Police Union Sues Huntington Beach Over Labor Negotiations Ordinance

Huntington Beach’s rank-and-file police union has sued the city, alleging that an ordinance the City Council approved last year is impeding the officers’ ability to negotiate a new contract.

The Huntington Beach Police Officers Assn. lawsuit, filed Nov. 3 in Orange County Superior Court, contends that the December ordinance, which seeks to bring more openness and transparency in labor negotiations, doesn’t follow state law and creates delays in a new contract.

The ordinance, similar to one Costa Mesa adopted in 2012, requires Huntington Beach to hire an independent negotiator for its employee contracts. Contract offers and counteroffers, as well as their financial impacts to taxpayers, must also be made public.

The union’s lawsuit also contends that if Huntington Beach is going to have an openness ordinance, city officials have to follow the state’s Civic Reporting Openness in Negotiations Efficiency Act, commonly known as CRONEY.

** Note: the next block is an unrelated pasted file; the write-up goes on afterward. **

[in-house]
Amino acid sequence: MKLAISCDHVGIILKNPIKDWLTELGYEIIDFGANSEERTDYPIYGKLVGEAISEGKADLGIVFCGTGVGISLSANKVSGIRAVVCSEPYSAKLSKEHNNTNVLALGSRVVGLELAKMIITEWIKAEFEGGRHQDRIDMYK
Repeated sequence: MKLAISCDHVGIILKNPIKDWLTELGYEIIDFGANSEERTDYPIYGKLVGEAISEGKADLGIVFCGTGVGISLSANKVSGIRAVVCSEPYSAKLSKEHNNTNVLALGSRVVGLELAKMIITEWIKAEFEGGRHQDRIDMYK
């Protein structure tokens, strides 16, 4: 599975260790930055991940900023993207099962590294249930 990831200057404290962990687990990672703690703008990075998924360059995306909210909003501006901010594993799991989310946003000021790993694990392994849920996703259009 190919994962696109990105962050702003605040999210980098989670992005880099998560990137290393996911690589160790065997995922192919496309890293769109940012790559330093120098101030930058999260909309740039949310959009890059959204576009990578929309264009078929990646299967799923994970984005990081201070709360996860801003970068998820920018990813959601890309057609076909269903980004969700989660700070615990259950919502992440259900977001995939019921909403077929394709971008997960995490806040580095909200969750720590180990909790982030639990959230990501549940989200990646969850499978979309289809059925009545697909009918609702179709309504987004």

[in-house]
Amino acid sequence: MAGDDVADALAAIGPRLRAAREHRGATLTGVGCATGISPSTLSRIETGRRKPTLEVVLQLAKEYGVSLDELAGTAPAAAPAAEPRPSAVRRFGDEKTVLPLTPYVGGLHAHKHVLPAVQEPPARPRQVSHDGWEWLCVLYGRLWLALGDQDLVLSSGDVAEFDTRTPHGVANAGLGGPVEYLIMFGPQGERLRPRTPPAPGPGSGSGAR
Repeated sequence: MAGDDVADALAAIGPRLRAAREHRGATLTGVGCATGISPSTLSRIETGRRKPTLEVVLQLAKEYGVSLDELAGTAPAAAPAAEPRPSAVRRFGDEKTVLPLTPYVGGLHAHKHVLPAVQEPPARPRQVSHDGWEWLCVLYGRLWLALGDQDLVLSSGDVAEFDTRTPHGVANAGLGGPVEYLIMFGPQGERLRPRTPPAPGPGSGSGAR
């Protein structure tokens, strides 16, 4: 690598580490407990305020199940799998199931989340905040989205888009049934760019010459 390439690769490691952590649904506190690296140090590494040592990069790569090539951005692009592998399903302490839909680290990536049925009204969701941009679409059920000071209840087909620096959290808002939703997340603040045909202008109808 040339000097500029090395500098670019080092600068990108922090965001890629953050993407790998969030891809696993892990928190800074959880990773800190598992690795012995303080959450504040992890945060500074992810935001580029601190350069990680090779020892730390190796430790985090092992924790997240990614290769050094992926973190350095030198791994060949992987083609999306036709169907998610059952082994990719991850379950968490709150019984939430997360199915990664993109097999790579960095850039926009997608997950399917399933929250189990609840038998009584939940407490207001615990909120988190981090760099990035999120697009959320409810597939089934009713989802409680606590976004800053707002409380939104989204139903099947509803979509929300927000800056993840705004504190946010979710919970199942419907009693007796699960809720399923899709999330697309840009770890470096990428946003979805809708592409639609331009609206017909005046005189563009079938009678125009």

CRONEY, which was backed by unions before its adoption in 2015, requires governments to disclose more about their contract negotiations with private companies.

Huntington Beach City Attorney Michael Gates on Monday said CRONEY doesn’t apply to Huntington Beach because it is a charter city that’s not preempted by state law for its labor contracts.

The association’s suit seeks to repeal the ordinance or modify it so it comports with CRONEY.

“The POA is not against transparency,” Robert Wexler, the association’s attorney, said Monday. “We’re not seeking to prohibit the city from being transparent to the citizens.”

Wexler said while City Hall informed the 237-member association about the ordinance’s requirements ahead of time, it did not give proper notice about some of its components, in turn violating the association’s right to meet and confer.

“The ordinance also has the effect of making things very cumbersome,” Wexler added. “It’s adding time delays, which was inappropriate. It has also taken off the table the ability to negotiate mandatory subjects of bargaining.”

The association sent a letter to the city in February calling the ordinance inappropriate. The city, through Gates, responded by stating that it “completely disagrees” with the association’s analysis.

Gates on Monday said the council will decide at a future meeting how the city will proceed with the case, but he is prepared to fight it.

“There’s some stuff in this complaint that I don’t think is very strong,” he said. “We’re still taking a look at it, but there are obviously a couple issues … the city has a great relationship with the POA. We just believe that on this issue they’re not correct.”

From The Los Angeles Times

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